We are at the mercy of fools when we fly in the airlines, in the government and among our fellow passengers. Luckily we are also sometimes under the wing of dumb luck and of heroes. Even if everything that stopped Abdulmutallab from igniting the bomb or device and destroying the aircraft thereby killing everyone aboard was due to the actions of one man, it is still in part due to dumb luck - at least for the other passengers - that such happened. Why? Well, I guess because of where he was seated, because he was awake and not in a drunken slumber (I am not even implying he drinks just saying it is lucky he was not snockered), because he was paying attention, because he had the balls to actually do something, because he was not a sheeple, because he was in fact a hero and folks let me tell you that people like him are few and far between. The first to take action when action is need, the first to dive right into Harm's hands let alone Harm's way. The first to realize, hell - something has to be done otherwise we are all dead.

Now what has been done for that man. His name has been mentioned on television. He was seen in a brief video as of this morning, right hand bandaged (I think from burns he received when subduing the bad guy) explaining what he did. I wonder though, why no accolades as a hero. I wonder not how much reward he will be given but I wonder how soon he will be forgotten. Why? Because that is the way we are. We would rather reward someone for information leading to the arrest and conviction of a terrorist who actually blew up a plane rather than reward someone who actually action to prevent a tragedy and save hundreds of lives. Why is that? That is because the airlines tell you not to take action, heck they even demand that law enforcement officers not take any actions until notified by a flight crew member to do so. Lucky for this flight crew and all the passengers that this guy did not wait for anyone. If it was up to me, this man would be given free passage anywhere in the world for the remainder of his life aboard any airline, train, bus or ship on which he wanted to travel. In addition he would be given a reward, not a medal, not a citation, but a real reward for saving lives. Something around a million dollars sounds about right. If he is lucky though, maybe he can do a TV show, or write a book, or get his picture on a Wheaties box. As for the million bucks, he deserves more than that, but I doubt he will see a penny of a reward for his brave actions that prevented a disaster. That is a sad commentary on all of us.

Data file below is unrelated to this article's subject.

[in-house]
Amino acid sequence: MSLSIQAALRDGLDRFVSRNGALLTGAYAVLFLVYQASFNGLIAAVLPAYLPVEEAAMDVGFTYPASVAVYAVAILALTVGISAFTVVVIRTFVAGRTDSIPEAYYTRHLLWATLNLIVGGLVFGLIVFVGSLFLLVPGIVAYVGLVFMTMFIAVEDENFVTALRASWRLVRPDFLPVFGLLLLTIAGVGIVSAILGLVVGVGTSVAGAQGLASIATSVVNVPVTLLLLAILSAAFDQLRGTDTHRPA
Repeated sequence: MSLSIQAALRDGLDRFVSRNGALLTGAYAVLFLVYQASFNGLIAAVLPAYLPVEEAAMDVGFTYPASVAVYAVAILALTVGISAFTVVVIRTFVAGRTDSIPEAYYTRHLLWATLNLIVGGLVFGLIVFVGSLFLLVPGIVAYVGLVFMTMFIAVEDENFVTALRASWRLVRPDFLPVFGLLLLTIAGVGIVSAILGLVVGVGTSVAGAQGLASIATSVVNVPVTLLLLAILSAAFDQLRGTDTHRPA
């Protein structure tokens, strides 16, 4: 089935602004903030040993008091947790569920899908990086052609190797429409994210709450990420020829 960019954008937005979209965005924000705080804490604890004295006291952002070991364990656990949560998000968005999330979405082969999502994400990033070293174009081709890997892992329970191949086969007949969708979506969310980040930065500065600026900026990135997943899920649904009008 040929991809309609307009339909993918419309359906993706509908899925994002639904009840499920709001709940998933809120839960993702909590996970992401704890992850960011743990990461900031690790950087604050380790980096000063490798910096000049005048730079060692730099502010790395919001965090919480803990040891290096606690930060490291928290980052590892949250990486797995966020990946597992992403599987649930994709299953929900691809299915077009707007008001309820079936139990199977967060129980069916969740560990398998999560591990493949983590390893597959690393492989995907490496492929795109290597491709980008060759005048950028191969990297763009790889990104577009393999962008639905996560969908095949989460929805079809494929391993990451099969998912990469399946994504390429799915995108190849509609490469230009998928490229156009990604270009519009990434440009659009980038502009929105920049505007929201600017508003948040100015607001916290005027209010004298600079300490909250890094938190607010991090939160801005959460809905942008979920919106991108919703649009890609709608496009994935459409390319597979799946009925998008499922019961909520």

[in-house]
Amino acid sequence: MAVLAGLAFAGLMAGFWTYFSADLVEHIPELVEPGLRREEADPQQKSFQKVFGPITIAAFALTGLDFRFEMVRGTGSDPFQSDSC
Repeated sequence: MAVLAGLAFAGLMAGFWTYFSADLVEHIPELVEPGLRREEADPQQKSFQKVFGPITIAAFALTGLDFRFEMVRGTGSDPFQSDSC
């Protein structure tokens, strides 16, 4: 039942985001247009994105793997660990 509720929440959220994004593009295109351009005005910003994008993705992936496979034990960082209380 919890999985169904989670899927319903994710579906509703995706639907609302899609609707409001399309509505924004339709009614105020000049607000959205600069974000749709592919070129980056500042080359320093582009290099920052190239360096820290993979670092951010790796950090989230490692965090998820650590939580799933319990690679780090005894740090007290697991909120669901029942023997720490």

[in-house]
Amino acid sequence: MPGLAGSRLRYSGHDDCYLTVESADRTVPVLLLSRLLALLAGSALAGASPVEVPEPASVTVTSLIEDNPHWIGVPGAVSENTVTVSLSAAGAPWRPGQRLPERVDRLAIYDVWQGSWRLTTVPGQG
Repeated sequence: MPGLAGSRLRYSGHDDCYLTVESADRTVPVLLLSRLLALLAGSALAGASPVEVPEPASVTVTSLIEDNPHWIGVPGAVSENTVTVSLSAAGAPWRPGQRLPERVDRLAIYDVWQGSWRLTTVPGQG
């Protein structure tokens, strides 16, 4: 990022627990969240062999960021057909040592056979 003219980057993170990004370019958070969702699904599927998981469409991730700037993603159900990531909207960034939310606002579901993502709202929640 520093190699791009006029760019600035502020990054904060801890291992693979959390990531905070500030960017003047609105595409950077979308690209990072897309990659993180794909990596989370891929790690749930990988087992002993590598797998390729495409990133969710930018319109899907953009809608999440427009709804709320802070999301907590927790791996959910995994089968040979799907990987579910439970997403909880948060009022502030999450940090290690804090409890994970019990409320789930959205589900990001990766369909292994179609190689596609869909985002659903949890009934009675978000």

What will happen though is more likely to be this: Airline and government security regulations will be heightened. It will be a pain in the butt to travel from now until about the next high travel season - would that be spring break. Then people will moan and groan and complain about what a terrible hardship it is to have to go through security for an extra 15 minutes or half hour, and about how embarrassed they were to have to be searched or x-rayed, and they will threaten lawsuits, and the airlines and the government will relax the stricter regulations and will be back, if not to square one, then to square 2 and folks we should already be at square 10 by now. Then it will happen all over again. Well, maybe not the part about Dumb Luck and a single hero saving the day, just the heightened security measures - that is after a terrorist successfully hijacks or blows up a plane the next time around. Our attitude about this all is a joke and folks, unless we change our attitude and become serious about our security and safety at the cost of our convenience, then the only ones left laughing will be the terrorists.

All the best,
Glenn B